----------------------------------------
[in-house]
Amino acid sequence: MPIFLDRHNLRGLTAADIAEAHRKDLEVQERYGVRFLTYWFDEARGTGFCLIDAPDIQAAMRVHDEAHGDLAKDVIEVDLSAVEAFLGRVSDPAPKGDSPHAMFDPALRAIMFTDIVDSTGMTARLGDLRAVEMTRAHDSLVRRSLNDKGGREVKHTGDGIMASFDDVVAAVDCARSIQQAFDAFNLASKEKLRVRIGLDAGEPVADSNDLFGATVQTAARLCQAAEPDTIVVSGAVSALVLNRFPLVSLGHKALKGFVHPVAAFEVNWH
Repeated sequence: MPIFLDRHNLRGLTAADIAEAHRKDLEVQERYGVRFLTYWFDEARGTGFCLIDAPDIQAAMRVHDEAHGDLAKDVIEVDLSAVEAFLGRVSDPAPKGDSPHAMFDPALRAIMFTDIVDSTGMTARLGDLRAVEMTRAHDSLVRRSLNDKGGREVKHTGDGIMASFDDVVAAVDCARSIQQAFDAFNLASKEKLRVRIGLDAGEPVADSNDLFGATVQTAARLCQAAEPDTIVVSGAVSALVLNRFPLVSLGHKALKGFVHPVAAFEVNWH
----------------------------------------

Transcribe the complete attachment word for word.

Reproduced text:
[in-house]
Amino acid sequence: MPIFLDRHNLRGLTAADIAEAHRKDLEVQERYGVRFLTYWFDEARGTGFCLIDAPDIQAAMRVHDEAHGDLAKDVIEVDLSAVEAFLGRVSDPAPKGDSPHAMFDPALRAIMFTDIVDSTGMTARLGDLRAVEMTRAHDSLVRRSLNDKGGREVKHTGDGIMASFDDVVAAVDCARSIQQAFDAFNLASKEKLRVRIGLDAGEPVADSNDLFGATVQTAARLCQAAEPDTIVVSGAVSALVLNRFPLVSLGHKALKGFVHPVAAFEVNWH
Repeated sequence: MPIFLDRHNLRGLTAADIAEAHRKDLEVQERYGVRFLTYWFDEARGTGFCLIDAPDIQAAMRVHDEAHGDLAKDVIEVDLSAVEAFLGRVSDPAPKGDSPHAMFDPALRAIMFTDIVDSTGMTARLGDLRAVEMTRAHDSLVRRSLNDKGGREVKHTGDGIMASFDDVVAAVDCARSIQQAFDAFNLASKEKLRVRIGLDAGEPVADSNDLFGATVQTAARLCQAAEPDTIVVSGAVSALVLNRFPLVSLGHKALKGFVHPVAAFEVNWH